As for the QM books and all I agree that even though it has been more then eighty year since its establishment it’s difficult to come up with good teaching material such like can be found for so called classical aspects of physics. As for not recommending text book written by the founders, I would say that between the confusion in the early years and the fact that all were brilliant researcher not many were good teachers and their books reflect that. Therefore I would only recommend them for the advanced student.

As for the books I selected I have a reason and that when you start with Feynman he describes the basic issues pretty well, beginning with the two slit experiment and works through to a method of calculating results (outcomes) using his path integral or sum over histories approach. From the pragmatic shut up and calculate side it does well for what’s at first required with Feynman himself admitting he doesn’t understand it or why it is this way and proclaims no one does.

This then sets the student up for the second book by David Albert who really points out and goes deep into the quantum logic and formalism and how it’s normally dealt with. Then he proceeds to show some of the weakness with the measurement problem, superposition and non local question in a clear and concise manner pointing out the strengths and weakness of competing interpretations. If you haven’t read it I would boast that even you may learn something.

The last book by Bohm serves as the counter example to the claim that you can’t have a quantum theory that is consistent with QM that has hidden variables which Bohm proved otherwise with the only required stipulation being that the theory is intrinsically non local. So in my opinion between these three books the student has a good basis for being able begin to think for themself in regards to the subject.

Best,

Phil

P.S. By the way the title “Quantum Mechanics for Beginners” was meant to have the tie in you suggest as they were the beginners. It should also be noted that still today we await the final word on the subject and such it was only the beginning.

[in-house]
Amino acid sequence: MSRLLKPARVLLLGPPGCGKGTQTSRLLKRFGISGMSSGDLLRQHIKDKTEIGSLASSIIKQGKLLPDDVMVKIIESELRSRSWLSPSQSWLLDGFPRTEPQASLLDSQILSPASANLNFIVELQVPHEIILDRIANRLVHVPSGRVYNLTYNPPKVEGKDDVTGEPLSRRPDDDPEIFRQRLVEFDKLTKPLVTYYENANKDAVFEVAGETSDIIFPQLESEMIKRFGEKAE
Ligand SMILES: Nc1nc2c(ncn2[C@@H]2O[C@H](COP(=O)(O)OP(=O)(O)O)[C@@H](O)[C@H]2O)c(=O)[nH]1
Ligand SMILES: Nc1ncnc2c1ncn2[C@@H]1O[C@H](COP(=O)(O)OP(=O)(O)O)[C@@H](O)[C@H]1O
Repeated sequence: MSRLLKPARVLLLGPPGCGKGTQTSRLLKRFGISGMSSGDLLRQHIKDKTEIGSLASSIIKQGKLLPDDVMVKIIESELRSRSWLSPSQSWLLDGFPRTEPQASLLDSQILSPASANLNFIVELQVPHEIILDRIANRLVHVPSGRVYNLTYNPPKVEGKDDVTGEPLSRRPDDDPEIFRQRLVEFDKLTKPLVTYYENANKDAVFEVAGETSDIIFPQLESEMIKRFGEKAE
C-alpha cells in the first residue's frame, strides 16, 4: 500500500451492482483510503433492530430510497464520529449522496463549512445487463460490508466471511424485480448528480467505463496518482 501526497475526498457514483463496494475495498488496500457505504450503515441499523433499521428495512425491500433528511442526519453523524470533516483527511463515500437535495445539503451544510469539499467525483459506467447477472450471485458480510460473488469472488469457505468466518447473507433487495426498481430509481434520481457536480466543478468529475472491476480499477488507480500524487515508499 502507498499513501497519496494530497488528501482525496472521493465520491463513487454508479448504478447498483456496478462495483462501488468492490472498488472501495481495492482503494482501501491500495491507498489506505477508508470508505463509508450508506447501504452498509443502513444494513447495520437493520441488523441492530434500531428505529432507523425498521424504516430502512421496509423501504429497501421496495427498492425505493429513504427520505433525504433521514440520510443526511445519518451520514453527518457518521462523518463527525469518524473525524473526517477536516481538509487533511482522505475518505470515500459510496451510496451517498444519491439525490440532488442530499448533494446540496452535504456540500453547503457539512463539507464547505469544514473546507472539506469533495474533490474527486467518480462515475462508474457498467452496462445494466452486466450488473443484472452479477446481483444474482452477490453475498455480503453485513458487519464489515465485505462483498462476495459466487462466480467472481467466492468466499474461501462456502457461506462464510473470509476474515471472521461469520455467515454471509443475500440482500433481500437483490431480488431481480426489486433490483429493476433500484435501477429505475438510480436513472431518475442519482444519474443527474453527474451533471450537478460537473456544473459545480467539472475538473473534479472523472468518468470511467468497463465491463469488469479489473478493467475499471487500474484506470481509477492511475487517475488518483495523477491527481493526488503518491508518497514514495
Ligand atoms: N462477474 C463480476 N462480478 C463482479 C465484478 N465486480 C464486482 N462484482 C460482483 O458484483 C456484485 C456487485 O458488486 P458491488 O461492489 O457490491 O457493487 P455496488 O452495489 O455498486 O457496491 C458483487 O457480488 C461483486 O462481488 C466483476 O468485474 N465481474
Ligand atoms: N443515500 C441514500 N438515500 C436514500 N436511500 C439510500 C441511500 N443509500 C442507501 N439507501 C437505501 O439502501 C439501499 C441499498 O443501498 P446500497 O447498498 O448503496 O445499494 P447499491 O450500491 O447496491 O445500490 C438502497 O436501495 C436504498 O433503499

Phil Warnell said...

Hi Arjen ,

Before I say anything I would like have it known that I had a quick look at your site and from what I quickly gathered it looks interesting and as such I will have to return when I have more time to really give it the once over.

I see that you agree with some of my suggestions and if you read my reply to Dany I’ve expanded as to what my reasons are. Also, as for reading Bell that would have been my fourth choice had Dany’s stipulation allowed for that many. None the less this is a must read even the paper on how to teach SR as it also relates firmly with the issues at hand as they form to be today.

I’d also be interested to know which way the wind blows for you as far as Quantum Theory is concerned. As for me if you have read any of my other blatherings in this blog you will discover I’m principally a Bohmian and not the Goldstein or Durr type, yet rather the Bohm and Hiley variety where one takes Bohm’s quantum potential seriously.

Best,

Phil

Phil Warnell said...

Hi agian Arjen ,

Oh yes, I forgot to ask why one would introduce QED to a novice since it being a relativistic extension of QM with Dirac being its founder with his famous antimatter prediction? In the serious sense this is where all the games and slight of hand begins with renormalization and such which in truth still plagues the route to what are the so called subquantum theories. For me that’s the last place I’d start a beginner.

Best,

Phil

Anonymous said...

Hi Phil,

“Well Dany I wouldn’t call Bee a resident of your ‘land of fearless idiots’ yet most of us that drop by from time to time could be counted as such.”

I wonder sometimes from the twists of your logic:
1) Bee/Stefan is managers/owners of their blog; it is only natural let to others to express their opinions. Follow the same logic I also resident of the same land since I didn’t present my list yet.
2) Bee pushes certain, well defined agenda. I have no reason not to respect that, insult her or something like that. Moreover, in spite that Bee let others to present the opinions which contradict her views and contradict her agenda. I think that it deserves appreciation and I expressed that clearly in different occasions.
3) My question was addressed only to those involved in the teaching and active research.

“By the way the title “Quantum Mechanics for Beginners” was meant to have the tie in you suggest as they were the beginners. It should also be noted that still today we await the final word on the subject and such it was only the beginning.”